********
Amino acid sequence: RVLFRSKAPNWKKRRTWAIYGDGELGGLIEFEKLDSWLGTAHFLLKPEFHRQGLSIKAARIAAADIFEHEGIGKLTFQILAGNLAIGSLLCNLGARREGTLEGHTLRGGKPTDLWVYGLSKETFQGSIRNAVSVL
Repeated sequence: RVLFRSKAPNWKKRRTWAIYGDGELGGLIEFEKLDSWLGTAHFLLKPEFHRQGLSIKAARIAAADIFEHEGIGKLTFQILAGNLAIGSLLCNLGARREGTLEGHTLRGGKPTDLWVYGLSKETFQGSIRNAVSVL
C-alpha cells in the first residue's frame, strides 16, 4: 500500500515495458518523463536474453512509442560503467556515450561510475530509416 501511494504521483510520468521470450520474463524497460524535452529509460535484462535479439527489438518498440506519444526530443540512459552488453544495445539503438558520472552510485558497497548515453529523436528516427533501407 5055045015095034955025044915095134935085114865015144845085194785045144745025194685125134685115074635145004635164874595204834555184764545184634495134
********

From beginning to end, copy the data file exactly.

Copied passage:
Amino acid sequence: RVLFRSKAPNWKKRRTWAIYGDGELGGLIEFEKLDSWLGTAHFLLKPEFHRQGLSIKAARIAAADIFEHEGIGKLTFQILAGNLAIGSLLCNLGARREGTLEGHTLRGGKPTDLWVYGLSKETFQGSIRNAVSVL
Repeated sequence: RVLFRSKAPNWKKRRTWAIYGDGELGGLIEFEKLDSWLGTAHFLLKPEFHRQGLSIKAARIAAADIFEHEGIGKLTFQILAGNLAIGSLLCNLGARREGTLEGHTLRGGKPTDLWVYGLSKETFQGSIRNAVSVL
C-alpha cells in the first residue's frame, strides 16, 4: 500500500515495458518523463536474453512509442560503467556515450561510475530509416 501511494504521483510520468521470450520474463524497460524535452529509460535484462535479439527489438518498440506519444526530443540512459552488453544495445539503438558520472552510485558497497548515453529523436528516427533501407 5055045015095034955025044915095134935085114865015144845085194785045144745025194685125134685115074635145004635164874595204834555184764545184634495134